By Dan Hoffay

A quick glimpse into the Pay-to-Play structures in U.S youth soccer

The majority of soccer minds will agree that the United States is far behind the rest of the world in one major category: youth soccer! The idea that we can develop world-class talents on a regular basis here in the United States, is currently only a pipe dream. Of course, there are outliers playing for some of the top clubs in the world that have developed here in this country, but why not consistently? Why do most of our generational talents still head abroad to continue their evolution? Why can’t we regularly develop a larger scale pool of national team ready talents? One Christian Pulisic, one Tyler Adams, one Gio Reyna in a country of 300 million. 

Fifteen to twenty years ago, the scope of youth soccer in our country looked different. Naturally, as the sport has grown, and coverage has expanded in our nation, we have seen an uptick in the number of successful players across the major leagues in Europe. 

Over that time, our country has developed an obsession over who can create the most elite youth programs. We’ve created some massive and incredible developmental programs all across our country. Clubs like FC Dallas have become known for developing talents. The problem that we have encountered as US Soccer has invested heavily in youth development, is the large percentage of our population that has been left behind.

Don’t get me wrong, we should be incredibly proud of how far we have come as a soccer nation, but we need to continue to take major steps towards competing with the rest of the world. That starts at the ground level, that starts with access to grassroots soccer.


The key word is access. The pay-for-play industry in American sports has taken over much of the landscape and created a paywall that has limited access to all sports in our country, especially in soccer. The undeniable truth of US soccer, at the current moment, is that $2,000 per year to play is not an affordable mark for many families. It creates a culture of privilege. Many will argue that the best players will always find their way into the teams. Coaches will do whatever they can to provide opportunities for the best players to join their program, even when they are not able to afford it. However, access to the game is not exclusive to only those with the greatest of skill. Our game must be inclusive.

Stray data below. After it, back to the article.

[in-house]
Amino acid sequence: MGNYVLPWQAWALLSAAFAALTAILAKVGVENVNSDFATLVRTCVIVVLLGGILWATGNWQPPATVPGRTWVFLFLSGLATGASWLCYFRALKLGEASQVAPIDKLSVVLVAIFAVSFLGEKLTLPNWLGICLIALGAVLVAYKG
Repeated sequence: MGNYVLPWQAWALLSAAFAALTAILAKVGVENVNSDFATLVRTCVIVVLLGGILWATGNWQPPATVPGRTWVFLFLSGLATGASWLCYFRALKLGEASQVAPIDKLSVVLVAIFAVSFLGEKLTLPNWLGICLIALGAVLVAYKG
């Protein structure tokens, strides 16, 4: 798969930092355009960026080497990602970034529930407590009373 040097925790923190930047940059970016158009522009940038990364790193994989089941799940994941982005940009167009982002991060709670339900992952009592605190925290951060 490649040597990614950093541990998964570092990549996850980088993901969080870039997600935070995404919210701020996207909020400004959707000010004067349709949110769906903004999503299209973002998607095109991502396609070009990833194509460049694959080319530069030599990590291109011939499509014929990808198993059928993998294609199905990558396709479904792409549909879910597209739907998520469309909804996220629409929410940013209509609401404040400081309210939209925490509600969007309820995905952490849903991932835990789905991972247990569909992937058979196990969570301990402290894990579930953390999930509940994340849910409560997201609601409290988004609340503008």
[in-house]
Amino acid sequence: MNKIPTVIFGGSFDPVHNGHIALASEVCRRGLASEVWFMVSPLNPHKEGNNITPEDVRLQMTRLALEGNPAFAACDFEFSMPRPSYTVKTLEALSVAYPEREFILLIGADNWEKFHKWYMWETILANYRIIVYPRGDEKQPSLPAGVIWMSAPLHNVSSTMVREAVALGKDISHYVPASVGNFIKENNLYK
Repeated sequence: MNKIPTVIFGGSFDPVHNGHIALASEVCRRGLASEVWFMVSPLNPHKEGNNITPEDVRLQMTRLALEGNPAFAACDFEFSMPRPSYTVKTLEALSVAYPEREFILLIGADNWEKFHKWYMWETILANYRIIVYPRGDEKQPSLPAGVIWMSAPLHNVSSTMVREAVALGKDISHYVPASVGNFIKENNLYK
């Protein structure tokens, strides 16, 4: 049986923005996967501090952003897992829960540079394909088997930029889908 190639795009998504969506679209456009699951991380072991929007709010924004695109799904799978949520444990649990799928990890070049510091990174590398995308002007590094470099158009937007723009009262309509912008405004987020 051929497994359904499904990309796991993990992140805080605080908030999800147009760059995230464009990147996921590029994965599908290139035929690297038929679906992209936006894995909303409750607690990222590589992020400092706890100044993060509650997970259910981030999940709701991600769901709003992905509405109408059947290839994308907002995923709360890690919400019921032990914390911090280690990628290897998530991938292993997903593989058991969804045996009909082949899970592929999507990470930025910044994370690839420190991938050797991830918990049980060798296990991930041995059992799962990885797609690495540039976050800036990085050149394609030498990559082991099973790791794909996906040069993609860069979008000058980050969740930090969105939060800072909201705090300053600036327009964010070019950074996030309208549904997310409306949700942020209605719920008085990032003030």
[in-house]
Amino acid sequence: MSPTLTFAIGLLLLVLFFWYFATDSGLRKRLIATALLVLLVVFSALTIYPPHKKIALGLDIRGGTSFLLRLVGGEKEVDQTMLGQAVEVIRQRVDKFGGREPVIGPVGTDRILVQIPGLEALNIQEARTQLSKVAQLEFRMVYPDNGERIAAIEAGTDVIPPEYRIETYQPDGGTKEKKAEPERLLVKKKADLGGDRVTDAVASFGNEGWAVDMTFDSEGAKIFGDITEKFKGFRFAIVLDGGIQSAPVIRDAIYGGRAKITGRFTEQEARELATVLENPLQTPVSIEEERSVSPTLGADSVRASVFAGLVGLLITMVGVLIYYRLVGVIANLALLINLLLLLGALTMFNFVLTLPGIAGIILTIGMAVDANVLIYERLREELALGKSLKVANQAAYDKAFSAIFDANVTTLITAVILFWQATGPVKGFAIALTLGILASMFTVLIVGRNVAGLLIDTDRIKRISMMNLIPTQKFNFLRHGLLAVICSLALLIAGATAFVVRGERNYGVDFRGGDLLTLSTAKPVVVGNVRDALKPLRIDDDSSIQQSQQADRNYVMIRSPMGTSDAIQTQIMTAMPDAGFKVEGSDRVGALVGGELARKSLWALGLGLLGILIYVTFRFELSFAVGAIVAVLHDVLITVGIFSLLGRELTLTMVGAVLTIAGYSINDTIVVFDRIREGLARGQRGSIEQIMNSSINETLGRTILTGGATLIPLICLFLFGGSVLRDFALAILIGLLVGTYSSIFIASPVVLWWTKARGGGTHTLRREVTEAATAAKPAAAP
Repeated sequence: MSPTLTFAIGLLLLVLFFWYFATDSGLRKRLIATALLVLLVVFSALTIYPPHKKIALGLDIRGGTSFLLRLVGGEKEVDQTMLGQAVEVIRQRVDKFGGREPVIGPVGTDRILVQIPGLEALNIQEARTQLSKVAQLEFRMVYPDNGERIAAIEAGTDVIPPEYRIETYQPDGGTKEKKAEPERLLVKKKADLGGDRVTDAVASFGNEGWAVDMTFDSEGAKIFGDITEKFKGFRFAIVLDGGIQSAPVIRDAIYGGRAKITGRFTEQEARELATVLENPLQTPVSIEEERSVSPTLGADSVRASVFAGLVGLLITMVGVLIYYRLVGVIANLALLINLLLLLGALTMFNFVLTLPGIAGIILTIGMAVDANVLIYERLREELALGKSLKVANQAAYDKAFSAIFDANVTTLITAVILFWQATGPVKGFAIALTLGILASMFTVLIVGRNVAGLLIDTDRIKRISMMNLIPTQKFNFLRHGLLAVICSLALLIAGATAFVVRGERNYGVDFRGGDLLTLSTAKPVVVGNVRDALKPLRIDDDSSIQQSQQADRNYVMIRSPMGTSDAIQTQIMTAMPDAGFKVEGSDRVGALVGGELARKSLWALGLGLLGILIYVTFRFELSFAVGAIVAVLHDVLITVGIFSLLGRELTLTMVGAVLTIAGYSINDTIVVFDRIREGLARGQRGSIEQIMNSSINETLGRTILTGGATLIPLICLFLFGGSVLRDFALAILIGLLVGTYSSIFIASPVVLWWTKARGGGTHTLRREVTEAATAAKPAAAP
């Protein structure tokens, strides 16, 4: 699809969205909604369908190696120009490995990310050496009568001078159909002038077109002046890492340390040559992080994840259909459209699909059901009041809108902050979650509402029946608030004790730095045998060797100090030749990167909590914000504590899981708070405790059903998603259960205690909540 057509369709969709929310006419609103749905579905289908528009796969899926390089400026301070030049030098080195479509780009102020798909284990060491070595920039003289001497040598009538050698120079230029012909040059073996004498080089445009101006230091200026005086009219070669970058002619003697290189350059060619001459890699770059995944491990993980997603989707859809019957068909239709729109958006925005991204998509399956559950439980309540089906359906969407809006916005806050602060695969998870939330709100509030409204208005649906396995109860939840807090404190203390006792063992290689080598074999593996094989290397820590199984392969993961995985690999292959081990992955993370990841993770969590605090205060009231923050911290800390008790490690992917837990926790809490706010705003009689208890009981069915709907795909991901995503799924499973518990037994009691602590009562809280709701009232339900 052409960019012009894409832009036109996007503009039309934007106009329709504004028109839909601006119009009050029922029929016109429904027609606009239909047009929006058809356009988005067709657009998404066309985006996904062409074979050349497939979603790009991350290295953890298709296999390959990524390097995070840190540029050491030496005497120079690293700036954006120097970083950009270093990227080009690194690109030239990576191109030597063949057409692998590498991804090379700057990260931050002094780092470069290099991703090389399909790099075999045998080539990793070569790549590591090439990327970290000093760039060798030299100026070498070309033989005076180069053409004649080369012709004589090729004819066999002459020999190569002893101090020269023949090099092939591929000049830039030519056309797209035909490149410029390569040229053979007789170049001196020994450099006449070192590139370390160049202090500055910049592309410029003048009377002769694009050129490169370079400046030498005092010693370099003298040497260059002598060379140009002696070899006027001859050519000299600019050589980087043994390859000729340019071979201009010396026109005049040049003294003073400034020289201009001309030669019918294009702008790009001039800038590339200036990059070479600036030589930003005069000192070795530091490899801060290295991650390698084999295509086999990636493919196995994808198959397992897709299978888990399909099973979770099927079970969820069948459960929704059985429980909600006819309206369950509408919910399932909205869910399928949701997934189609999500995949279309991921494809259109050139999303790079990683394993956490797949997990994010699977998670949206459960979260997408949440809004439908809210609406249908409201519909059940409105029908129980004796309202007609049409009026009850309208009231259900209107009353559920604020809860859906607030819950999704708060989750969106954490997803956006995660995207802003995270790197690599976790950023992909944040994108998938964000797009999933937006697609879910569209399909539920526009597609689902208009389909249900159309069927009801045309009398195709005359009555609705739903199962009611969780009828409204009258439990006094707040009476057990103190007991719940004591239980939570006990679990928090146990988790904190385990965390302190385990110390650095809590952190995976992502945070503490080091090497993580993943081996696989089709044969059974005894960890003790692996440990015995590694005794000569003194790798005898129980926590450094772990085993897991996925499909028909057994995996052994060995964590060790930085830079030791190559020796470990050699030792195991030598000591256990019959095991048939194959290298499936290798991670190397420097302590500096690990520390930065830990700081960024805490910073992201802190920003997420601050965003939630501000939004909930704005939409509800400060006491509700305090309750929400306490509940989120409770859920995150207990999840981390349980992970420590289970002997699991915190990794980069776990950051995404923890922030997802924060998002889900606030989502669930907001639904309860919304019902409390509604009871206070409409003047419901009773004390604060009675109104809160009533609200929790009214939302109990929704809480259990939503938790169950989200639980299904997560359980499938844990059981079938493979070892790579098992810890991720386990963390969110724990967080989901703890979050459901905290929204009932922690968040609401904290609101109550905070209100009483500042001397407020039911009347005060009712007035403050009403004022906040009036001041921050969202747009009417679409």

One of the main problems we face is that we have created a game that is no longer for everyone. What happened to local town soccer? What happened to our recreational leagues in all of the towns across the country? Fifteen to twenty years ago, town soccer leagues all across the country were easily accessible. You didn’t have to be at the peak of your game in order to play consistently. Everyone had that opportunity. Entire communities gathered on fall Saturdays to watch hundreds of kids play the game they love. Now, for some reason, we feel that the best way forward is to alienate those who play for enjoyment in order to focus on the handful of athletes who have the potential to succeed at the next levels. 


These setups do not need to be mutually exclusive. Both can survive and both can thrive in every community. Getting kids on the field is step one to building a nation with a love of soccer. Accessibility has always been the great advantage of soccer. You just need a ball and a dream. Somewhere along the way, we lost our path and started to treat the sport as a business. Of course, finance is always an obstacle, but we must remember our roots and push the game forward in our country so that everyone has the chance to be the next big thing. Not every player is a child prodigy. Without the opportunity, we may not be able to find our next superstar. 


Access for all has to become a priority in US Soccer in order to help create an atmosphere where any young athlete has the potential to impact our USMNT and USWNT.

From Episode 00:45

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